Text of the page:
Maharashtra Political Crisis: The Limits of Supreme Court’s Expiations
While on substantive legal questions the SC made a legally cogent decision, its effect on the ground is limited.
On May 11th 2023, a 5-Judge Constitution Bench led by Chief Justice of India D.Y. Chandrachud, pronounced its Judgement on a batch of petitions connected with the political crisis in the Maharashtra Legislative Assembly that saw a change in government in June 2022 amidst the emergence of two factions of Shiv Sena. The political skulduggery resulted in the dislodging of the Uddhav Thackeray-led coalition government of Shiv Sena, Nationalist Congress Party, the Indian National Congress and the formation of a new government led by Eknath Shinde consisting of a coalition of a faction of the Shiv Sena and the Bhartiya Janata Party.
After a section of MLAs led by Eknath Shinde “rebelled” against the state government by defying the directions of the Chief Whip of Shiv Sena, the Deputy Speaker (Acting Speaker) of the Legislative Assembly issued disqualification notices to 16 MLAs. However, a vacation bench of the Supreme Court in an interim order extended the time to respond to the disqualification petitions by 12 days. In the meantime, the MLAs from the Shinde faction issued notice for the removal of the Deputy Speaker and approached Governor Bhagat Singh Koshyari who directed that a floor test be conducted to see if Uddhav Thackeray enjoyed the support of the house. Though the Thackeray faction challenged the order for floor test before the Supreme Court, the Court refused to stay the Governor’s order following which Thackeray resigned as the Chief Minister and the Governor invited Shinde to form the government.
This case raises various thorny issues with major legal and political implications. While the Supreme Court considered and decided multiple legal questions, here I focus on three principal issues that animated the case: Firstly, do the actions of the Shinde faction amount to defection under the 10th Schedule of the Constitution? Secondly, was the action of the Governor in directing Mr. Thackeray to face a floor test a fair exercise of the Governors’ discretion? Thirdly, was Governor justified in inviting Eknath Shinde to form government or can the Court reinstate Uddhav Thackeray as the Chief Minister? After considering these questions, I briefly discuss the larger import of this Judgement and the limits of its attempt to obliquely expiate interim orders passed by the Supreme Court.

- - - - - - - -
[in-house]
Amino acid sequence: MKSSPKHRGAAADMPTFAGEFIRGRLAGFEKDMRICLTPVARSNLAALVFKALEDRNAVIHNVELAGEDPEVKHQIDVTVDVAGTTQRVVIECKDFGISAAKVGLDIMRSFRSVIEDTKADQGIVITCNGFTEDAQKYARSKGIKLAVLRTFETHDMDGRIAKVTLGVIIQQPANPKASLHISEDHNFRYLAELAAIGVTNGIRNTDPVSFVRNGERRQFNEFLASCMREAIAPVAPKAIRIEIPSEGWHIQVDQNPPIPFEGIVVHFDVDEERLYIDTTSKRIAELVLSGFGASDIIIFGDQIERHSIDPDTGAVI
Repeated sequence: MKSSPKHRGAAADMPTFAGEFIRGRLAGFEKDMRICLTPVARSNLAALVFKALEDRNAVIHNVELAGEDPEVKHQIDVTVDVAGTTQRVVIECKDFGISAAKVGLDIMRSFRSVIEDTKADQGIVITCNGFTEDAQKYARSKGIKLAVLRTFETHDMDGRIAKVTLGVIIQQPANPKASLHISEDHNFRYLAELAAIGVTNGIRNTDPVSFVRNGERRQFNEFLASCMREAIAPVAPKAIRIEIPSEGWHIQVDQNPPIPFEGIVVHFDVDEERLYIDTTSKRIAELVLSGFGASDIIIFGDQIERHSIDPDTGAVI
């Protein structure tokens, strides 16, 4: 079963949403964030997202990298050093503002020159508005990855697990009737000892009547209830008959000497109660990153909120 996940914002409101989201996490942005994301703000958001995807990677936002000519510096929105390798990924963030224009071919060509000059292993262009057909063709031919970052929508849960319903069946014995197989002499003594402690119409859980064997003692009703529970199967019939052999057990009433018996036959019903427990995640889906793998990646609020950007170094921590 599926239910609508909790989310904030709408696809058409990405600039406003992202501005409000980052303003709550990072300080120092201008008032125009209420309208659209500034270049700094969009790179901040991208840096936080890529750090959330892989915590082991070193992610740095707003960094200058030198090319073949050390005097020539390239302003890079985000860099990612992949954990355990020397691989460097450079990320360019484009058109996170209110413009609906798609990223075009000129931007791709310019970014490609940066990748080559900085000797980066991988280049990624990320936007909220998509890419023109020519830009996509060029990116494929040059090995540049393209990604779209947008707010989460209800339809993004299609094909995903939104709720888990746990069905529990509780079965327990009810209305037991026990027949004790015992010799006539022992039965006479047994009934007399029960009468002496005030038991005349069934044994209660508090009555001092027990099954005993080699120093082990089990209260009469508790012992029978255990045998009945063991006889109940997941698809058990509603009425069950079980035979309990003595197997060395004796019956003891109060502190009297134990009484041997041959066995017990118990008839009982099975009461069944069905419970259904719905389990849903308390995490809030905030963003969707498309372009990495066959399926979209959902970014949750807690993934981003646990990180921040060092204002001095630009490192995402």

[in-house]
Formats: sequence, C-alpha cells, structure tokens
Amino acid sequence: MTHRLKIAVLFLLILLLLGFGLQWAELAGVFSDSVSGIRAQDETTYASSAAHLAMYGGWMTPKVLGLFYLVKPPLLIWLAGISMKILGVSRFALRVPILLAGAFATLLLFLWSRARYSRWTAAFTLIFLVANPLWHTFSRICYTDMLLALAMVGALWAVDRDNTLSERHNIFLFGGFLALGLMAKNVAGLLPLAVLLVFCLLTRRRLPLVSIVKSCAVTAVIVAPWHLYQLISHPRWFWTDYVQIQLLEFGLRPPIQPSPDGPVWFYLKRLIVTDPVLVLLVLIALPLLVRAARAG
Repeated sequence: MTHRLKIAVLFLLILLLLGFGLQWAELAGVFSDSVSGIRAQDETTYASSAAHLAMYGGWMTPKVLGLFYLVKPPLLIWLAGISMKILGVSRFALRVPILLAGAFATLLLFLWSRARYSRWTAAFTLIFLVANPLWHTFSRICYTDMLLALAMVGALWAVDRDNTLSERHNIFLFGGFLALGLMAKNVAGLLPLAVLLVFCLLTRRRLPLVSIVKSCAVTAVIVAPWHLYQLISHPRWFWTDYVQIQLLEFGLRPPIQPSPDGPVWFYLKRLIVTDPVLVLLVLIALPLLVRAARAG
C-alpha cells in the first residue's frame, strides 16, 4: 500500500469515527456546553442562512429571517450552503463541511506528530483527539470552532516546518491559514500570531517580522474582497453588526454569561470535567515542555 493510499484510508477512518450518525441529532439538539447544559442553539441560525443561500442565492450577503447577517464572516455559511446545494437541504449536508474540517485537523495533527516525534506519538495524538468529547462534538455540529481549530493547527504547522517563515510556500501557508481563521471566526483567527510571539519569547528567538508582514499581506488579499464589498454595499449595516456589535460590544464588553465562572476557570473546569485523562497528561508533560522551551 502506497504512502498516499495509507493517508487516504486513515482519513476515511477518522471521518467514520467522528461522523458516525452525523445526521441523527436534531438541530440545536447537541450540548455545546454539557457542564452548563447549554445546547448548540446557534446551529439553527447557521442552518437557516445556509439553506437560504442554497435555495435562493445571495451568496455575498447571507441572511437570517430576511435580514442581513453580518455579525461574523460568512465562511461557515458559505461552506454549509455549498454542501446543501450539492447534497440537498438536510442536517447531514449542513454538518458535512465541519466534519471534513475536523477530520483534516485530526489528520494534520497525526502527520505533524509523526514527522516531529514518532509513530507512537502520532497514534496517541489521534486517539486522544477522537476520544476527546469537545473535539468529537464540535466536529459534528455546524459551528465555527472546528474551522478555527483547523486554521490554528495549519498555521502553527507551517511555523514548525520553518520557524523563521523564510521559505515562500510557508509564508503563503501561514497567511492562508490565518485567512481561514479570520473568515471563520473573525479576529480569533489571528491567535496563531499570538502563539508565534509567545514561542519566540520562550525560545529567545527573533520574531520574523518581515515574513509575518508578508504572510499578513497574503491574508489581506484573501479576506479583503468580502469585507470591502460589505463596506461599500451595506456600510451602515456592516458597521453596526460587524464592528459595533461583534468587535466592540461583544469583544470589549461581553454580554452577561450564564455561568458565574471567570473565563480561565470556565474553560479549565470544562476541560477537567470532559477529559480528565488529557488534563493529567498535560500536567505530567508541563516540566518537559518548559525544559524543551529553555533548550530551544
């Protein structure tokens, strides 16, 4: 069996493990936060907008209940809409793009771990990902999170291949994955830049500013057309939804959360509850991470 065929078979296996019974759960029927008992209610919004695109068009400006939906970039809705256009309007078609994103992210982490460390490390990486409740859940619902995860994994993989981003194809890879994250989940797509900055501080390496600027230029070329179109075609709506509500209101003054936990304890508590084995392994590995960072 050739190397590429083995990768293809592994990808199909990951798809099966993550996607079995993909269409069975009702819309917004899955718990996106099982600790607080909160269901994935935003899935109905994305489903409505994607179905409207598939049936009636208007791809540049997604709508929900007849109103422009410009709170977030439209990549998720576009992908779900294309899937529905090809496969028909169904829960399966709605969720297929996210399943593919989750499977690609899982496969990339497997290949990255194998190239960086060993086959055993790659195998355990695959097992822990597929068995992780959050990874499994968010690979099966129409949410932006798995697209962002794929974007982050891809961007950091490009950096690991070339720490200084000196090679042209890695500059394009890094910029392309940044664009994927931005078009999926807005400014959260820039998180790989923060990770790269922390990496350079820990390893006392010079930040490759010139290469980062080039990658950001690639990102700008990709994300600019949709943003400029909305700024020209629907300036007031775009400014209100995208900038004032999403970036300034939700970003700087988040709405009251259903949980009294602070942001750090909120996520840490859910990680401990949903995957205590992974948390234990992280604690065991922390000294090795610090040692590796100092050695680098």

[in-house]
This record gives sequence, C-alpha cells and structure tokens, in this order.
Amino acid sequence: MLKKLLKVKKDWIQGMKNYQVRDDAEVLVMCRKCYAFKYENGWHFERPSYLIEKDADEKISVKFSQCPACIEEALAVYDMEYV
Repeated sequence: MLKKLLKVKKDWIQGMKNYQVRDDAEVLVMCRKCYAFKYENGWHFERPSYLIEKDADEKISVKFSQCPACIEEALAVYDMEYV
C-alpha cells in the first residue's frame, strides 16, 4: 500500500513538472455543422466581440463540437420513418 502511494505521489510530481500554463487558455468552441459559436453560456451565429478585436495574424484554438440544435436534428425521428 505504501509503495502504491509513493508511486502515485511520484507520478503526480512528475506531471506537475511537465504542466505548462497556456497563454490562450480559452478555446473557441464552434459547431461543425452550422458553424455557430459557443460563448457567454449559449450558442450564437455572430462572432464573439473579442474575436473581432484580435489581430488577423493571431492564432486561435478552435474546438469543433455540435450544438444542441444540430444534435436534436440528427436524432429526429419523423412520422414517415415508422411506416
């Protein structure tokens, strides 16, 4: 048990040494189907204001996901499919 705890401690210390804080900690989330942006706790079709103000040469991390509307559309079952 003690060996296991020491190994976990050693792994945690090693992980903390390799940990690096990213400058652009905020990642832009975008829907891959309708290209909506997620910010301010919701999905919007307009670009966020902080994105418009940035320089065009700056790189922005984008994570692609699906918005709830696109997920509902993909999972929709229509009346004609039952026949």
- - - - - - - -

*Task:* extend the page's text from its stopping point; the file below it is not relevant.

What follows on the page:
Key Findings of the Judgement
On the first question about whether the rebellion by Eknath Shinde and other MLAs against the Chief Minister amount to defection, the Judgement observed that the Court cannot ordinarily adjudicate petitions for disqualification under the Tenth Schedule. Relying on Kihoto Hollohan and Rajendra Singh Rana, the Court held that disqualification of MLAs was up to the Speaker of the House who must decide on the disqualification proceedings within a reasonable period. This has allowed the government of Shinde to continue since the Judgement has not disqualified the 16 “rebel” MLAs. However, the decision of the speaker regarding disqualification can still be subject to judicial review.
The second question regarding the Governor’s decision to order a floor test is perhaps the most crucial one. The Court held that the Maharashtra Governor did not act in accordance with the law in calling for a floor test and that the communications relied upon by the Governor did not indicate that the “rebel” MLAs intended to withdraw their support to the Chief Minister. It further added that the Constitution does not “empower the Governor to enter the political arena and play a role (however minute) either in inter-party disputes or in intra-party disputes”. This is a critical proposition that denunciates the active role that Governors are increasingly playing in the formation of state governments.